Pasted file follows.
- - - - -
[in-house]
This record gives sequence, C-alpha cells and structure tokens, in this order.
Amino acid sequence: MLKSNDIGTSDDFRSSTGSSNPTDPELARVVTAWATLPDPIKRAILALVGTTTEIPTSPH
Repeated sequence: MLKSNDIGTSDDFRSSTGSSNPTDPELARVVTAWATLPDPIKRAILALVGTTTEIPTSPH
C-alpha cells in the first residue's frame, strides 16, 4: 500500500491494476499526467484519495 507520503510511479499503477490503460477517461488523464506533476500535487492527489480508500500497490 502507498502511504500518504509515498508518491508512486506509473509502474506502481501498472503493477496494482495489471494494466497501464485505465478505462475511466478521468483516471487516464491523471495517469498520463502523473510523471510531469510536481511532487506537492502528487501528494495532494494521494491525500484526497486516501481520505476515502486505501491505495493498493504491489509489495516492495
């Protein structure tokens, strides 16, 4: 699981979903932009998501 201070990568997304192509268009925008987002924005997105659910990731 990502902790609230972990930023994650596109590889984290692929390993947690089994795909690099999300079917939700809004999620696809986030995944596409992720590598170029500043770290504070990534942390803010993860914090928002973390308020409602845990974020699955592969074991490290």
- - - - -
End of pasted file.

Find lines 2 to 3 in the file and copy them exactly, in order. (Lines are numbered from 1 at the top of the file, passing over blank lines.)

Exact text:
This record gives sequence, C-alpha cells and structure tokens, in this order.
Amino acid sequence: MLKSNDIGTSDDFRSSTGSSNPTDPELARVVTAWATLPDPIKRAILALVGTTTEIPTSPH